A great read and listen, although I'd have liked it to focus on his mega-successful years among the alternative comics, the Dekbert Wilkins years and soforth. It's a great book, funny and sad (surely no white person of my age can listen to Henry's experiences on the Black and White Minstrels Show without wincing at the fact that this was mainstream and we didn't question it as kids) and brilliantly told. If you're looking to get into comedy then the list of tips at the end makes this book worth A great read and listen, although I'd have liked it to focus on his mega-successful years among the alternative comics, the Dekbert Wilkins years and soforth. It's a great book, funny and sad (surely no white person of my age can listen to Henry's experiences on the Black and White Minstrels Show without wincing at the fact that this was mainstream and we didn't question it as kids) and brilliantly told. If you're looking to get into comedy then the list of tips at the end makes this book worth buying in its own right. So, a terrific read - and the next one can't come fast enough.

  22. 5 out of 5

    George

    Biographies can be hit and miss and very much influenced by what you thought of the subject. I have always loved Lenny Henry and thought this would be a great insight into his early years. I didn't know much about his early life before he became famous and the book was an eye-opening telling of his family, life as a young comedian and his time moving from The Black Minstrels, kids tv shows and more mainstream adult comedies. I look forward to the next instalment.

  23. 5 out of 5

    Brenda Ray

    A joy to read. I've always admired him as a person rather than as a comic - his style's a bit too kids' stuff for me - yet he makes me laugh. His story is full of warmth and generosity and never boring. His encounters with racism make you realise it hasn't been all joy and laughter, either. His Notes to a Young Comic at the end are well worth reading, whether you're a young comic or just a (fairly)old writer, like me!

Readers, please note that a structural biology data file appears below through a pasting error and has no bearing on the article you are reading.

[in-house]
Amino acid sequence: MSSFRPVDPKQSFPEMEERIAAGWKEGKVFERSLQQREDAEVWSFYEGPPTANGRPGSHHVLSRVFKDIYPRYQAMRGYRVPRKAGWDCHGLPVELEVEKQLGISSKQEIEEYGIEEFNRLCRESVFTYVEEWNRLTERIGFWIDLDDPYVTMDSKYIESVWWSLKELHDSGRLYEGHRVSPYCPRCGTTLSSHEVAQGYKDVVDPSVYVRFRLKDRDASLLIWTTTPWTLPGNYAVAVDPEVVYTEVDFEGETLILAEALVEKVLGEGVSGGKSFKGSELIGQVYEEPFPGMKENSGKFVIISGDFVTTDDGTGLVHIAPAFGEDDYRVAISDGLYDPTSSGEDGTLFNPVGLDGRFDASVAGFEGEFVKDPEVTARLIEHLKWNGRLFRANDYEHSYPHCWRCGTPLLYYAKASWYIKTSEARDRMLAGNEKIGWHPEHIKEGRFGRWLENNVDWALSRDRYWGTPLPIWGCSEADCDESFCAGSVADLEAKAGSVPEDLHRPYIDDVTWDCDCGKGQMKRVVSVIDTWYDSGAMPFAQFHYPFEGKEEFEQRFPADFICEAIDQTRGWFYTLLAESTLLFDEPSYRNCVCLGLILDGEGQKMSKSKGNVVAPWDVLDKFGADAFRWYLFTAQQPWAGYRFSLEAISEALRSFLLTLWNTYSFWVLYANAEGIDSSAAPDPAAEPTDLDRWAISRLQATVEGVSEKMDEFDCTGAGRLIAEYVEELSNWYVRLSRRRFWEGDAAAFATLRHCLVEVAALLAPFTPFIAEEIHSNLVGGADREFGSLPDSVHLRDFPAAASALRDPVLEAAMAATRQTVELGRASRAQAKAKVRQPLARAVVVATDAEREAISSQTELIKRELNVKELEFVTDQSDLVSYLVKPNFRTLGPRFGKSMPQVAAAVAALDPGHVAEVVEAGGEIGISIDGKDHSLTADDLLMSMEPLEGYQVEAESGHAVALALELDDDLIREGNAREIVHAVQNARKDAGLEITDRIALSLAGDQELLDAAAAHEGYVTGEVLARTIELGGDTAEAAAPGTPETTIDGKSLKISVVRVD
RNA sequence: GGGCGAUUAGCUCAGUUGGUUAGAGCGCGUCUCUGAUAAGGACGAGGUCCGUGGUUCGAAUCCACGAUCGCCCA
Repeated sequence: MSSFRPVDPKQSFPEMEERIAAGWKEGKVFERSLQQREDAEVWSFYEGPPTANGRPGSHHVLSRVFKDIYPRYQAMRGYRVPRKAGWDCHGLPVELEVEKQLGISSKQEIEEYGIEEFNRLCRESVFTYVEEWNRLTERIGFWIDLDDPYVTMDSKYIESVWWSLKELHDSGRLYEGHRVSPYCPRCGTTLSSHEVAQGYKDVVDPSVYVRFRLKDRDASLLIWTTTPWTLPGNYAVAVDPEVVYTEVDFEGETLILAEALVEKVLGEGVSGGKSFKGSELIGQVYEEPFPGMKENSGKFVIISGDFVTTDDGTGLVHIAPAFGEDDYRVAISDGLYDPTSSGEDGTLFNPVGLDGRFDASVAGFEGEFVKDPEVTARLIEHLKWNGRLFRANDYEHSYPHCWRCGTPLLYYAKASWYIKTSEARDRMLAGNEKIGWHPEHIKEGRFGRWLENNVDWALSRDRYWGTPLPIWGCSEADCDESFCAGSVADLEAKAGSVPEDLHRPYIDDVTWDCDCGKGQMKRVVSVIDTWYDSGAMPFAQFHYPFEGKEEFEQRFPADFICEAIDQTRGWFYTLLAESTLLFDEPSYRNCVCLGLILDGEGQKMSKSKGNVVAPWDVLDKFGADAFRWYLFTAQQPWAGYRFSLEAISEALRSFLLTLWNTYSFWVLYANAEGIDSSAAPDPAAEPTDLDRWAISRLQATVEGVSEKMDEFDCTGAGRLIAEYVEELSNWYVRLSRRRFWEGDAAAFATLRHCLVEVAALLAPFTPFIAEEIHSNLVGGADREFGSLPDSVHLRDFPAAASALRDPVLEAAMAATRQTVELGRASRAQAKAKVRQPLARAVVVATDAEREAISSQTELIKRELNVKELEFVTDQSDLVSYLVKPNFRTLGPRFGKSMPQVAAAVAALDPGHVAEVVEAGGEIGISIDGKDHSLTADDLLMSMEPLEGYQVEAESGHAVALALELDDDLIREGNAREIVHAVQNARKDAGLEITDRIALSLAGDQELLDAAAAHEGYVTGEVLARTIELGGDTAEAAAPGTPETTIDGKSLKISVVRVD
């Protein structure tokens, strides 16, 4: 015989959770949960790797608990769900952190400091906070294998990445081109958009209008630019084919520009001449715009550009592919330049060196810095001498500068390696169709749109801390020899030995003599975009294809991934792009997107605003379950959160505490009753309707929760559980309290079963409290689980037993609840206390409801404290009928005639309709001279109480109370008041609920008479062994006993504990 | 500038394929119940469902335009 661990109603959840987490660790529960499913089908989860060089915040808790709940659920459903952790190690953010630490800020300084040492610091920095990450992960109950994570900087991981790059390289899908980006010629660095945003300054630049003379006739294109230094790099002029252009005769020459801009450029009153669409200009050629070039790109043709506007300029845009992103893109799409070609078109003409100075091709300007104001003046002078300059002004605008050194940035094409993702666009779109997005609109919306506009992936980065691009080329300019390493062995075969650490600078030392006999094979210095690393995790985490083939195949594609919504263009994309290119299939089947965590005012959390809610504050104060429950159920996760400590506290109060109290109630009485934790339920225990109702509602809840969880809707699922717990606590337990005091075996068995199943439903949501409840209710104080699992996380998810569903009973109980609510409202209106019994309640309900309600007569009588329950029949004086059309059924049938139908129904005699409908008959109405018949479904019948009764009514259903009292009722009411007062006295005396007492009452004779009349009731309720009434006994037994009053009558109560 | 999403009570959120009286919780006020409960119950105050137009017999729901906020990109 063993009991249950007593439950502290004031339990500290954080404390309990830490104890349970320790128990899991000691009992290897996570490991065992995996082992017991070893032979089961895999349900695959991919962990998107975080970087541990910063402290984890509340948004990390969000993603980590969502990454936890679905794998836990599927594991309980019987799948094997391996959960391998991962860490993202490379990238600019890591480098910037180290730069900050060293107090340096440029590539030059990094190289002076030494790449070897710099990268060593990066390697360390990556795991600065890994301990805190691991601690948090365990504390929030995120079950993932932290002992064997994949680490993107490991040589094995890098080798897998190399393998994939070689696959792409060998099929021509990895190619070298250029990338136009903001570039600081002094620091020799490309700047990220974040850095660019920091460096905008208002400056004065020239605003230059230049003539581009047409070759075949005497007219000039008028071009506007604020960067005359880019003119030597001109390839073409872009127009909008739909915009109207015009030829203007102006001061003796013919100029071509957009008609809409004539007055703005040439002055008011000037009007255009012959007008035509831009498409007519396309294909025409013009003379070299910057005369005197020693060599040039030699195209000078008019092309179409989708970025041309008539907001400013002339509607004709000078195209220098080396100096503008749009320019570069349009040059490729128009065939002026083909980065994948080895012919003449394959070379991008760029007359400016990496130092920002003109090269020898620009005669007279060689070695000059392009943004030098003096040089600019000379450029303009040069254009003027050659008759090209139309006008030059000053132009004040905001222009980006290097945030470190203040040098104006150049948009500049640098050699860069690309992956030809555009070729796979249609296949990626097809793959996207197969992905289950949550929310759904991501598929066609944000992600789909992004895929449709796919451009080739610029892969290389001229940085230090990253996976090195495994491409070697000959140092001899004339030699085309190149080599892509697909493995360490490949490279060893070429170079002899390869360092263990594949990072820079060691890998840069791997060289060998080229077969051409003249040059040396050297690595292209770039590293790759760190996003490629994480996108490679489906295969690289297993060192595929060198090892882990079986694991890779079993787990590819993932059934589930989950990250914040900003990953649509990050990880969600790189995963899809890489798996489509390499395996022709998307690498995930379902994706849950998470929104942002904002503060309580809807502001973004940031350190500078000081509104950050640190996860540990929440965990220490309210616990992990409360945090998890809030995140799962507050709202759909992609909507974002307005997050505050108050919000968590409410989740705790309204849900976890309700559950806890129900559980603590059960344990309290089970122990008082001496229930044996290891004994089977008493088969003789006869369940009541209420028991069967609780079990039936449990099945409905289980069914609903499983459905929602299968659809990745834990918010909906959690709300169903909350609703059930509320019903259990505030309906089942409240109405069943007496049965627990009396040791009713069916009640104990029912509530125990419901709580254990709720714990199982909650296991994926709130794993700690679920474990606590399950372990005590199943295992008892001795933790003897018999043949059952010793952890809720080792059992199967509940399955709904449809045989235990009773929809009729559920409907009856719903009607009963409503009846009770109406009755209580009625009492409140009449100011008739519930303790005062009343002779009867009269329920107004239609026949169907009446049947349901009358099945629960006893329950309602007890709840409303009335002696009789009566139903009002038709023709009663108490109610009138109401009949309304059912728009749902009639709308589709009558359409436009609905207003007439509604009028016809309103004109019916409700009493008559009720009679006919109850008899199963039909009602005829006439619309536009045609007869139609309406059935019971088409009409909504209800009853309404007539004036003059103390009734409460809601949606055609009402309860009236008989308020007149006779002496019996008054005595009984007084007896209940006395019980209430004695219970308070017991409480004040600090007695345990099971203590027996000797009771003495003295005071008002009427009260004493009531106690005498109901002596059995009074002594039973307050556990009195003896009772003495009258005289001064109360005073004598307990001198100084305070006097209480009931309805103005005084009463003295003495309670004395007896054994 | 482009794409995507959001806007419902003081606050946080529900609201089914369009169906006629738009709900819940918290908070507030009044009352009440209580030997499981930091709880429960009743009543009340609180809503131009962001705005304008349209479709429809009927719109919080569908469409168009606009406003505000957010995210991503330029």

24. 4 out of 5

    Keith Mills

    Not for me - but that is merely a prejudice against show business memoirs, and not a ctiticism of Lenny Henry. The parts of it dealing with family memories and realtionships I enjoyed; but the rest .......

  25. 4 out of 5

    Sinead

    This only covers Henry’s early life to roughly 1980, basically about growing up, his family and how he got into comedy. I listened to it on audiobook which he reads himself and he does a great job! Overall a great insight into his early life.

  26. 5 out of 5

    Dawn

    It’s Was good to read of Lenny Henry ‘s recalling his life as he make his name in the light of becoming a star.

  27. 5 out of 5

    Stephen

    interesting autobiography of the Dudley comedian Lenny Henry this book being the 1st part of his career new faces to tiswas and find quite informative

  28. 5 out of 5

    Nicki

    Really enjoyed this one full review to follow!

  29. 5 out of 5

    Adrian Peck

    Really great, looking forward to the second book

  30. 5 out of 5

    Caroline Seaward

    Saw the live show which was OK but the book was better!

Add a review

Your email address will not be published. Required fields are marked *

Loading...
We use cookies to give you the best online experience. By using our website you agree to our use of cookies in accordance with our cookie policy.